e) Social

Social business is certainly a must-have in today’s climate, but the truth is, social rarely impacts the bottom line or drives sales. It’s important to understand what role social business plays in your organization and sales funnel.

There was a point when you could earn followers by just posting interesting content from others, but the internet is so crowded today that just posting doesn’t cut it. The new path to success in Social is to integrate social into your other channels and customer experiences – both online and offline. Create opportunities for your customer to share.

Execution & Governance

Prioritizing the plan, taking into account which needs are the most urgent and important  as well as current resources, timelines and budgets.

Prioritizing your projects

There will be a lot of projects that you want to accomplish in your Digital Scope. When you move into execution, it’s critical to have lazar-like focus on just a handful of projects (usually 3-5) instead of overwhelming yourself with all of them.

To decide which projects go first, consider the impact each initiative will have on the following factors:

  • Bottom-line
  • Employee morale
  • Productivity
  • Brand Equity
  • Customer Experience

You could even survey your teams on the impact that your Digital Scope will have on this list if you want to get buy-in from several departments. Choose the handful of projects that will make the biggest impact and commit the time, money and resources to get it done.

Iterative Governance Models

Toward the end of the strategy phase you’ll want to decide on a framework for how your digital project teams should function.

If you’ve read the signs, you know that we’re moving toward a more project-based economy. By the year 2040, 34% of America’s workforce is doing freelance work and that number is growing every year. The traditional product launches of corporate America are becoming outdated with their loads of hierarchy and meeting-heavy cultures.

Target recently learned this while internally creating their Cartwheel App. Target is known for trying to accomplish big projects with large teams and lots of time. With over 300 product managers inserting their ideas and opinions, the app may have never seen the light of day. Target’s Amber Reimer and her colleagues convinced leadership to adapt to a leaner governance model inspired by the “Lean Startup Methodology” made famous by Eric Ries.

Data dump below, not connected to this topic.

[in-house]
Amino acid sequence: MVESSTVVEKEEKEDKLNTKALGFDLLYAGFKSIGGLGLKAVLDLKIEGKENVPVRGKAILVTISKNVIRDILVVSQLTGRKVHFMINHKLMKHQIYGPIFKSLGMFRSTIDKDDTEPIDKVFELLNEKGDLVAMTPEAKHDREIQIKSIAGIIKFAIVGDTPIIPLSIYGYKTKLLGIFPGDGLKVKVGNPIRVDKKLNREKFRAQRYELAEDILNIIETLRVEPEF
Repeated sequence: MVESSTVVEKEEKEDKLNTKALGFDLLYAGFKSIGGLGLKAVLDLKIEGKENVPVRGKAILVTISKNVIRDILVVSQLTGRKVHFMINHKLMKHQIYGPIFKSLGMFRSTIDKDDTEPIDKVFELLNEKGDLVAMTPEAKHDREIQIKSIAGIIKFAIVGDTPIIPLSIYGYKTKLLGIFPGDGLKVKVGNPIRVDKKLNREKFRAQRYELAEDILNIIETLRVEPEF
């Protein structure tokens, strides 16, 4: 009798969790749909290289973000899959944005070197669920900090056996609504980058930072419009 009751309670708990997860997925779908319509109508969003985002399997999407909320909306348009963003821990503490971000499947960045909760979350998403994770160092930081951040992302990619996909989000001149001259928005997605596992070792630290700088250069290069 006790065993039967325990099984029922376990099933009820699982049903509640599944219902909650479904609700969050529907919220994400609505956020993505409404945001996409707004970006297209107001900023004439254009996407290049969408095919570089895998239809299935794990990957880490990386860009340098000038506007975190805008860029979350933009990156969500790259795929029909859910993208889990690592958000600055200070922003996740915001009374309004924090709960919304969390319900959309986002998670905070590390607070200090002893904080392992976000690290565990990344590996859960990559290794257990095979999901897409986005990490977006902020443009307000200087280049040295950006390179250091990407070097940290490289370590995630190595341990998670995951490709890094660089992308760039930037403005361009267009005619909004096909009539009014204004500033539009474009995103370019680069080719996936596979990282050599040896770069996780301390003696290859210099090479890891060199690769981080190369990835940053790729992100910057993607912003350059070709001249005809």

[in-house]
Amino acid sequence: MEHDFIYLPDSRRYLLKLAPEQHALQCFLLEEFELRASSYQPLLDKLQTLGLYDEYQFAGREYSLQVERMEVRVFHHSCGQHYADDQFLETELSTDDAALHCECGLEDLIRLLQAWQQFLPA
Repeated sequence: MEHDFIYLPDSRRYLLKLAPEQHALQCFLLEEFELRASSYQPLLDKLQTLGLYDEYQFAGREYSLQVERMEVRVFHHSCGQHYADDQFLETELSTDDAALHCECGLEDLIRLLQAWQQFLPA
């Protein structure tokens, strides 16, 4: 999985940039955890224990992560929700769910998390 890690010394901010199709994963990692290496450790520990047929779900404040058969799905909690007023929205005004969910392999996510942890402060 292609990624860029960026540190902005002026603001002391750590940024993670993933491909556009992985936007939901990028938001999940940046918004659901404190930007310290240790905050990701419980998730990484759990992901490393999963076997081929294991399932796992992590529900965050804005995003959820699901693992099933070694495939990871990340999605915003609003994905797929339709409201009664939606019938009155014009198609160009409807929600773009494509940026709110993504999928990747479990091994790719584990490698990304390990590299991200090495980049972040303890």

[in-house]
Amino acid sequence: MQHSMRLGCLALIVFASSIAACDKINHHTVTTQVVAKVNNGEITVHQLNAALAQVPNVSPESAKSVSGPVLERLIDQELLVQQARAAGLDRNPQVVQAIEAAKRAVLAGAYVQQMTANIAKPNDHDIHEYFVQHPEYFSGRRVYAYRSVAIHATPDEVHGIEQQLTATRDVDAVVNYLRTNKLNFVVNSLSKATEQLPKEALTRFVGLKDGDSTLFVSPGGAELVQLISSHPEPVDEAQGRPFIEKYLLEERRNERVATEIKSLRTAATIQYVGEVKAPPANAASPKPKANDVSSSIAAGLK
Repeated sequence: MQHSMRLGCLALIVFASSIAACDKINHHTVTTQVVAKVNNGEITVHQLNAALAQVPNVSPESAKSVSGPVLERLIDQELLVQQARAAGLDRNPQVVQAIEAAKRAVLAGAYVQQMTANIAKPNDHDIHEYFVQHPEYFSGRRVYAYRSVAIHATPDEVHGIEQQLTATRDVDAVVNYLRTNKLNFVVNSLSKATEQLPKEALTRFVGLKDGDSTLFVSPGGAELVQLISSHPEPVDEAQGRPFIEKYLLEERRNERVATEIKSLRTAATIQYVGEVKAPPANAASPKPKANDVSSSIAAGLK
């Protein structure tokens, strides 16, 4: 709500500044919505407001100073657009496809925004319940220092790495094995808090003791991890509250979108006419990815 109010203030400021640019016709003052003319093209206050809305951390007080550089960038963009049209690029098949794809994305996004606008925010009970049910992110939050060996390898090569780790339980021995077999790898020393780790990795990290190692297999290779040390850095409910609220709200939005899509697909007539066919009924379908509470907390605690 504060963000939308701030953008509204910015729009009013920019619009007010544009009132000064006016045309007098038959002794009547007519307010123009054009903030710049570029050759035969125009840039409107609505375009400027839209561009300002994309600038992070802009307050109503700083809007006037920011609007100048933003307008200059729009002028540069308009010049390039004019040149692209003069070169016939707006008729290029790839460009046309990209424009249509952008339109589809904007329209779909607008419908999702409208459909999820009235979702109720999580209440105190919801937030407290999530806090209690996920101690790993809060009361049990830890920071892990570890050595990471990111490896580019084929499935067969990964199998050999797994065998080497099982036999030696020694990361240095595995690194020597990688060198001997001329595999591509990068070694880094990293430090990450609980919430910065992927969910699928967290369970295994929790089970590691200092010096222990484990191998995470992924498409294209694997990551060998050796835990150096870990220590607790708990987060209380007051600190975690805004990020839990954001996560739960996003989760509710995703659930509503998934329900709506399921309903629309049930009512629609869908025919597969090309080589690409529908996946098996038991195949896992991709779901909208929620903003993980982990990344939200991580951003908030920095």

By creating a small leadership team exclusively for the project they were able to make decisions significantly faster and more intelligently than they could with a larger group of decision makers.

The lesson here is to think of your big digital projects like a startup inside of your corporation and treat the board / c-suite like investors. Empower your teams to make critical decisions as a high-functioning business unit, not a traditional department silo.

What would you add?

Are there other models and frameworks that you’ve been successful with? I would love to hear about them in the comments below. Thanks for sharing!

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By | 2017-06-26T18:03:45+00:00 March 30th, 2015|Marketing Essentials, Tech & Design|22 Comments

About the Author:

Harrison is a product strategist & designer on a mission to create products that change markets. By bringing a history of brand and marketing knowledge to product design, he leads teams to architect elegant, usable and purposeful experiences that customers will love and businesses can sell.


  1. Christine June 27, 2015 at 10:36 am - Reply

    I think this is a fantastic read – thank you for sharing!

  2. Amit September 5, 2015 at 1:45 pm - Reply

    very informative thanks a ton !!!!

  3. Stephen September 7, 2015 at 6:04 am - Reply

    Great stuff – thank you for the explanations and detail.

  4. Danny September 22, 2015 at 10:44 am - Reply

    Great read, thanks for the insights

  5. VerdeMagenta Diseño Web September 27, 2015 at 6:15 am - Reply

    thank you for the post! !

  6. Ars October 9, 2015 at 9:17 pm - Reply

    Love it. Thank you.

  7. Benedict January 6, 2016 at 5:31 am - Reply

    Awesome Harrison, appreciate the detail, impressive post.

  8. Gbenga Diago January 7, 2016 at 1:27 pm - Reply